Hello my lovely blogger buddies,
I hope you’re all doing well. It’s day seven of lockdown here for me and I’ve got to be honest and say it’s not my favourite thing in the world. I’m ok but I’m just someone who needs his cup filled to the brim hehe.
I’m really enjoying doing the home schooling with the little one and being around the family more but I need to make sure I’m occupied otherwise I will go a little stir crazy.
I’m an optimist by nature so I keep reminding myself how lucky I am.
One thing I have done is given myself a Mohawk haha. I’m not sure if this is a sign of my descent into madness or a midlife crisis haha.
I’ve just finished painting another 10 Aussies for my Australian Bolt Action army. This means I’ve painted 30 Aussies in three weeks. That’s not bad is it? I still need to base them but I thought I’d get some photos done while the sun was shining.
This time I tackled the Aussie Militia, known as “Chocos” because, due to their inexperience, some arsehole said they’d simply melt in the face of battle and let me tell you kids, they did the complete opposite when it came to fighting in New Guinea during WW2.
This poem by A. E. Lockrey, who fought in New Guinea, sums it up perfectly.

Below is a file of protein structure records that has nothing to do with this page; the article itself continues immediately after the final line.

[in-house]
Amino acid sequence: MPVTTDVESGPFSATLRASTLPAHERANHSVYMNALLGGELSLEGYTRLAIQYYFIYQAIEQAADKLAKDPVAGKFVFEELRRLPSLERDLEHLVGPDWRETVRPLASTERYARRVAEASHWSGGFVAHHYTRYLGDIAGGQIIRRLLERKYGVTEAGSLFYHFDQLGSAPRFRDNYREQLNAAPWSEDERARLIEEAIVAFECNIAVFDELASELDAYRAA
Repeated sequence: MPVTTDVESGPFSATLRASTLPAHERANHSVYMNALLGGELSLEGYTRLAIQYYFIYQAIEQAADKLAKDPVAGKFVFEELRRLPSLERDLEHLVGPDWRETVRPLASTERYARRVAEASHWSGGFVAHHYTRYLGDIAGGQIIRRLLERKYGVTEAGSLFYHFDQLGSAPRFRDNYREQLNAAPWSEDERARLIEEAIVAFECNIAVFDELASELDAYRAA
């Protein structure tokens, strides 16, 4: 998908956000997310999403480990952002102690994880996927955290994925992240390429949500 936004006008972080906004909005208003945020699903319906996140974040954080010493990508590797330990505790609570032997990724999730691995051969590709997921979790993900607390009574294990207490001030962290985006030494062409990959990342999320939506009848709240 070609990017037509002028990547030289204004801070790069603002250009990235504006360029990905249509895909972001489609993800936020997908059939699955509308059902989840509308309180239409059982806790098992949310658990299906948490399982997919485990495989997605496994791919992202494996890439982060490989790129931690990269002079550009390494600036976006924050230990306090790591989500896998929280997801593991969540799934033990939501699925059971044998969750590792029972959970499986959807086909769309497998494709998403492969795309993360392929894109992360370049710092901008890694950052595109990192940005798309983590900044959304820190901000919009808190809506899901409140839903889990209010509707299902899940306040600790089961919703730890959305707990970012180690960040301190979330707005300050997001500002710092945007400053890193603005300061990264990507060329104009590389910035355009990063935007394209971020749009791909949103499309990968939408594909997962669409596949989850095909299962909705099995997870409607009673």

The ‘Chocolate Soldiers’ of New Guinea
By A. E. Lockrey
The heat and the haze of the jungle
Enshroud them on every side,
The dank and the damp so insistent
They contend with in youthful pride:
Dark terrors are there in the lurking,
In shady concealment they hide,
But the defiant Chocolate Soldiers
Have suffered and bled and died.
Through the trackless mountain passes,
Through the deadly swampland drear,
In the slush of endless mudlands
They plod; and the enemy near
Is crafty, and cunning and silent,
But the Chocos have no fear
As, shedding their blood in the jungle
They fight for their country so dear
And who will dare with sneering
To say they cannot face,
All this, and more if needs be
For the honour of their race?
And how can mind forget it,
And how can time efface,
Such valour must be given
In history’s page a place.
My little Squad is named after Lieutenant Thomas Harold (Butch) BISSET. Who died in New Guinea in 1942 after being hit by machine gun fire. He was part of 10 Platoon ‘B’ Company 2/14th Australian Infantry Battalion, so not a Choco, but his story really struck me. Buck was brought back behind the lines on a stretcher and placed down on the track and injected with morphine and he was lucky to have his brother by his side the whole time. The two brothers had always been close growing up in Surrey Hills, not too far from where I live, and held hands as they said goodbye. I found this incredibly moving.
So here they are. Bisset’s Boys, starting with LT. Bisset.
Not too much to say about them apart from the uniforms are a little lighter (according to the box). I particularly like the chap carrying the Lewis Gun (2nd pic). This weapon had been around since 1911 and was fairly light and mobile and pumped out 500-600 rounds per minute. Nasty!
I have just received a Matilda Tank in the mail so that’s what will be next for the Aussies.
Thats all for today gang.